May 12, 2015
That, it seems, is the official position taken by financial professionals in response to new rules proposed by the Obama Administration to require financial advisors to put workers’ interests ahead of their own when providing advice on where to invest retirement savings.
The Labor Department, which oversees 401(k), IRA, and similar accounts, has proposed closing loopholes in the current regulations that allow plan advisors and brokers to take into account what they will earn in fees and commissions when providing financial advice to workers. Workers are especially vulnerable to getting bad advice when they roll over funds from a 401(k) or similar account into an IRA and need guidance on what, for many, is the most significant financial decision they will make. Under current regulations, financial advisors can put their commissions ahead of workers’ best interests when they provide this guidance. The result is that workers may not end up in the most advantageous investments and may pay excessive fees that cut into their savings, a double whammy that the White House estimates costs employees $17 billion annually.
Individual savers are increasingly responsible for providing the income they will need during retirement. Fewer and fewer employers offer traditional pensions; workers lucky enough to have a 401(k) or similar retirement savings account where they work have been doing their best to save for their old age. Today these plans contain about $11 trillion in assets.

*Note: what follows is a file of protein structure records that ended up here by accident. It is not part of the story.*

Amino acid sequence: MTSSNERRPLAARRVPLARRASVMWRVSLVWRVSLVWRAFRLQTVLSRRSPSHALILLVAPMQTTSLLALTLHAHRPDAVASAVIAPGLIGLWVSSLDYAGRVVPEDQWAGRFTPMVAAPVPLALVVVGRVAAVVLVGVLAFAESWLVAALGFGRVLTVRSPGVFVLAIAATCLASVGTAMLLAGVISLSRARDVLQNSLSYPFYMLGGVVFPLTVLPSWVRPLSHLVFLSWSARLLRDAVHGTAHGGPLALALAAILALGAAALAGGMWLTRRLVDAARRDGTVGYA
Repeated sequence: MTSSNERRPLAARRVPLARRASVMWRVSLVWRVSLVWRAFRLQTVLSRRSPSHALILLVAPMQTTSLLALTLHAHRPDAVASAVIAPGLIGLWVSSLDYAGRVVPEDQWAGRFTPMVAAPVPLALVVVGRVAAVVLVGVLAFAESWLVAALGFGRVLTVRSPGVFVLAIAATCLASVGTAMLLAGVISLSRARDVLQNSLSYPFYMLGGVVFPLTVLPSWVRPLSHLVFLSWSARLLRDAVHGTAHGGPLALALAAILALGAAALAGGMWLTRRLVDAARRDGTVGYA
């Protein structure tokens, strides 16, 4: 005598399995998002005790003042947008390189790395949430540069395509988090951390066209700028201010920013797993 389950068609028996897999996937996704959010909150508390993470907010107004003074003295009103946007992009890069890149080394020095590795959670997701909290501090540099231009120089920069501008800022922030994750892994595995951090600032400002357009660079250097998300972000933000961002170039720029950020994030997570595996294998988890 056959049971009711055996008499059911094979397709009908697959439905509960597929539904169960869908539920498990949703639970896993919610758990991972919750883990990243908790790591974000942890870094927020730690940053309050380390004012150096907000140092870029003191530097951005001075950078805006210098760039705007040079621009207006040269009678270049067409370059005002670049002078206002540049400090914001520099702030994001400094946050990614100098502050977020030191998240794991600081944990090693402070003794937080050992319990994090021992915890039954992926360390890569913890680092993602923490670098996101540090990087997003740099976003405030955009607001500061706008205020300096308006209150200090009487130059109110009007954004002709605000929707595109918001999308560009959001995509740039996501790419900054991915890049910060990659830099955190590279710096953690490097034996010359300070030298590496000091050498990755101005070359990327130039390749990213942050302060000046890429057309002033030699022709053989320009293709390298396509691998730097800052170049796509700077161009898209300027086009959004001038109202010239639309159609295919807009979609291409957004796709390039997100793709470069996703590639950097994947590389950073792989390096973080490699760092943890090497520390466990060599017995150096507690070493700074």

What can possibly be the objection to closing the loophole that allows financial advisors to put their personal gain above the interests of individual savers when making recommendations for investing these roll over funds? Here’s what the financial services industry has to say:
Any change to the current DOL rules for investment advisors will limit workers access to professional retirement planning and guidance—presumably by not letting workers seek advice from advisors who won’t agree to look out for their best interests.
Financial industry trade groups are concerned that if the new DOL rules restrict the advice that financial advisors can give to those investments that are in the best interests of workers with retirement savings, this “will severely limit compensation for brokers who sell individual retirement accounts, and [they] argue that it will prevent brokers from working with middle-income investors.”
Wall Street groups like the Securities Industry and Financial Markets Association worry “that the rules may make it uneconomical for brokers to serve lower-balance accounts such as those of mom-and-pop investors.”
So there you have it, straight from the horse’s mouth. If the financial investment advisors and brokers can’t line their pockets at the expense of ordinary people saving for their retirement, why then they will refuse to provide financial advice to these middle-income investors.